Eco wedding: Say ‘I do!’ to the dissolvable bridal gown

Eco Wedding Gown

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Summer brides now have an ethical alternative when purchasing their wedding dress – a gown that actually dissolves in water.

British students at Sheffield Hallam University created six sustainable bridal designs out of a biodegradable material, weaving polyvinyl alcohol directly into the fabric. The idea is that post-wedding, the gown can be broken down in water, without damaging the environment, to produce five new reusable garments. Fashion lecturer Jane Blohm explains, “The students wants to challenge the notion that a wedding dress should only be used once…The project is a union between art and technology which explores the possibilities of using alternative materials for our clothing.”

The students took trashion to a whole new level as they showcased the gowns at a university exhibition on sustainable marriage in late May, just in time for the rush of summer brides-to-be. The group of undergraduate fashion students combined their talents of design, embellishment, pattern cutting and garment manufacture with the skills of the post-graduate engineering students, working with polymers, bio-compostable, and biodegradable materials to create the “Ultimate Wedding Gown.”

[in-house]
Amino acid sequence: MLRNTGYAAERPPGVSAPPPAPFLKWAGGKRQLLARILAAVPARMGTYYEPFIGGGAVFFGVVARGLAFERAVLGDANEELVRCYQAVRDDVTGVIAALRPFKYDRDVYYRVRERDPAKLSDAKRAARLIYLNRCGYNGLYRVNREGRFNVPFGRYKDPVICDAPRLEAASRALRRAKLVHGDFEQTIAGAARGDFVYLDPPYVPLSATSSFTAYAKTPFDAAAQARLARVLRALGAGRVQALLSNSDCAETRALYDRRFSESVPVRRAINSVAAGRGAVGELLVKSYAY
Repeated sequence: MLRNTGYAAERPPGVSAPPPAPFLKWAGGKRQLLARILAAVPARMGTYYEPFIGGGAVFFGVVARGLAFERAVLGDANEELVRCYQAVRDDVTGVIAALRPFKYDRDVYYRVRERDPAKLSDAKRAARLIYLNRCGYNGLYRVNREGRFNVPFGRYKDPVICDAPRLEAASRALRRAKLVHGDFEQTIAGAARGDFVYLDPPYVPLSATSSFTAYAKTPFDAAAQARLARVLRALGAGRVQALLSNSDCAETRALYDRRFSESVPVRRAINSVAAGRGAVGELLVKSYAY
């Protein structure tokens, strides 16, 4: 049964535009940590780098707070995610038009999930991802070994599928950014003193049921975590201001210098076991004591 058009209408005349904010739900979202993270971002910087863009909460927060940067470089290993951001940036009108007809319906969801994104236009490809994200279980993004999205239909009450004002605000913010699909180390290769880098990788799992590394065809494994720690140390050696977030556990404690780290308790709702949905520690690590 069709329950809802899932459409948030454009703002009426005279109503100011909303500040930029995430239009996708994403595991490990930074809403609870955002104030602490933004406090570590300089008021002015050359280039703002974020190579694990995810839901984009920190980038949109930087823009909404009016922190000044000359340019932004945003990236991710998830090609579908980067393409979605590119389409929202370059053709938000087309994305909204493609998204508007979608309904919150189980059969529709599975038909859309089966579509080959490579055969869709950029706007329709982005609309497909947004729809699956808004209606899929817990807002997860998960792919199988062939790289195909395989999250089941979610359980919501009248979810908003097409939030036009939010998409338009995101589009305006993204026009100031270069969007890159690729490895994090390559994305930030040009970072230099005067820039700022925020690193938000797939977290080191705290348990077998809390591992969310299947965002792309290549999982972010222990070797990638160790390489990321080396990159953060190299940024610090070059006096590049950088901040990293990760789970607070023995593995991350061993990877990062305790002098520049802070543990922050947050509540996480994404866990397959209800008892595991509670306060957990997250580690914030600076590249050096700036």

They are hoping to change the attitudes of society to create a greener bridal fashion scene, an initiative that is much needed in much of the western world.

The average cost of a wedding dress is about $1600, and most Americans usually put their gowns in storage, never to be worn again. This isn’t only a problem in the US. The University reports that textiles are the fastest growing waste product in the UK, with over 1,480,000 tons of textiles being thrown away annually, filling the UK’s landfills with materials that should be able to be used again.

“In order to reduce fashion’s impact on the environment, the fashion industry must begin to challenge conventional attitudes and practices,” says Blohm in a press release.

If the idea of a dissolvable bridal gown is too much for your bridezilla mindset, there are other ways to add a little green to that white dress. Consider borrowing a family member’s old gown; a cherished heirloom is a way to connect to a loved one’s past, while being environmentally-friendly. Vintage styles have become the new rage, and if they are too “blast-from-the-past,” many designers and seamstresses can alter the designs to make them more modern at a fraction of the cost of purchasing a new gown.

Many second-hand clothing stores carry bridal gowns, and since they have only been worn once, they usually are in mint-condition! Usually sold at a quarter of the purchase price, you will save a pretty penny on the prettiest purchase of your life.

Another way to green-up your summer wedding is to consider donating your dress. There are many organizations that will take your dress off your hands and help others in the process:

    • The Bridal Garden: Helping New York Children, focusing on issues such as foster care, education and adoption.
    • American Council of the Blind: Helping those with visual impairments through scholarships, public education and advocacy.
    • Goodwill: Located in most major cities, Goodwill is helping enhance the quality of life of individuals in need and aiding in employing thousands with disabilities and impairments.